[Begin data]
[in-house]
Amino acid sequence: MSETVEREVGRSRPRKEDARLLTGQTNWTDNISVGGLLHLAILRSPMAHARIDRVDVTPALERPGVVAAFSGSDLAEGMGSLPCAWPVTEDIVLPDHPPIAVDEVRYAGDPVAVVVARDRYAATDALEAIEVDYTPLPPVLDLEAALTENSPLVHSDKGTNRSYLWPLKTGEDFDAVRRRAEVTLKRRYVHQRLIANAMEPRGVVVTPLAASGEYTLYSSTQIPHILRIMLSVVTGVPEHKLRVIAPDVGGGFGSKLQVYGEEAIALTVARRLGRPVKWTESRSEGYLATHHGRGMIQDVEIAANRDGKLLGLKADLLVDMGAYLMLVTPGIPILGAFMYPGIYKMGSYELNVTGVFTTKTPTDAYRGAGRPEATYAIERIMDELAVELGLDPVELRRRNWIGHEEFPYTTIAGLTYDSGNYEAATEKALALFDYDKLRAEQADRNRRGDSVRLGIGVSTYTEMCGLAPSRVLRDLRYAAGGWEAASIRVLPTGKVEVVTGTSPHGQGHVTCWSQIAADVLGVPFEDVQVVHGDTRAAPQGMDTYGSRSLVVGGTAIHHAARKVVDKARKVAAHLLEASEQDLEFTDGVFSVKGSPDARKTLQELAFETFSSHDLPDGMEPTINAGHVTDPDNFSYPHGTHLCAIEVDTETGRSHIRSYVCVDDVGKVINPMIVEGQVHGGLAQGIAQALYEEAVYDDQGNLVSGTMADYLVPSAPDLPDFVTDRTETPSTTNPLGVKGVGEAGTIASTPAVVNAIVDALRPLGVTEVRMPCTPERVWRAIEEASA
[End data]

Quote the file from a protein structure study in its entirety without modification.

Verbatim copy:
[in-house]
Amino acid sequence: MSETVEREVGRSRPRKEDARLLTGQTNWTDNISVGGLLHLAILRSPMAHARIDRVDVTPALERPGVVAAFSGSDLAEGMGSLPCAWPVTEDIVLPDHPPIAVDEVRYAGDPVAVVVARDRYAATDALEAIEVDYTPLPPVLDLEAALTENSPLVHSDKGTNRSYLWPLKTGEDFDAVRRRAEVTLKRRYVHQRLIANAMEPRGVVVTPLAASGEYTLYSSTQIPHILRIMLSVVTGVPEHKLRVIAPDVGGGFGSKLQVYGEEAIALTVARRLGRPVKWTESRSEGYLATHHGRGMIQDVEIAANRDGKLLGLKADLLVDMGAYLMLVTPGIPILGAFMYPGIYKMGSYELNVTGVFTTKTPTDAYRGAGRPEATYAIERIMDELAVELGLDPVELRRRNWIGHEEFPYTTIAGLTYDSGNYEAATEKALALFDYDKLRAEQADRNRRGDSVRLGIGVSTYTEMCGLAPSRVLRDLRYAAGGWEAASIRVLPTGKVEVVTGTSPHGQGHVTCWSQIAADVLGVPFEDVQVVHGDTRAAPQGMDTYGSRSLVVGGTAIHHAARKVVDKARKVAAHLLEASEQDLEFTDGVFSVKGSPDARKTLQELAFETFSSHDLPDGMEPTINAGHVTDPDNFSYPHGTHLCAIEVDTETGRSHIRSYVCVDDVGKVINPMIVEGQVHGGLAQGIAQALYEEAVYDDQGNLVSGTMADYLVPSAPDLPDFVTDRTETPSTTNPLGVKGVGEAGTIASTPAVVNAIVDALRPLGVTEVRMPCTPERVWRAIEEASA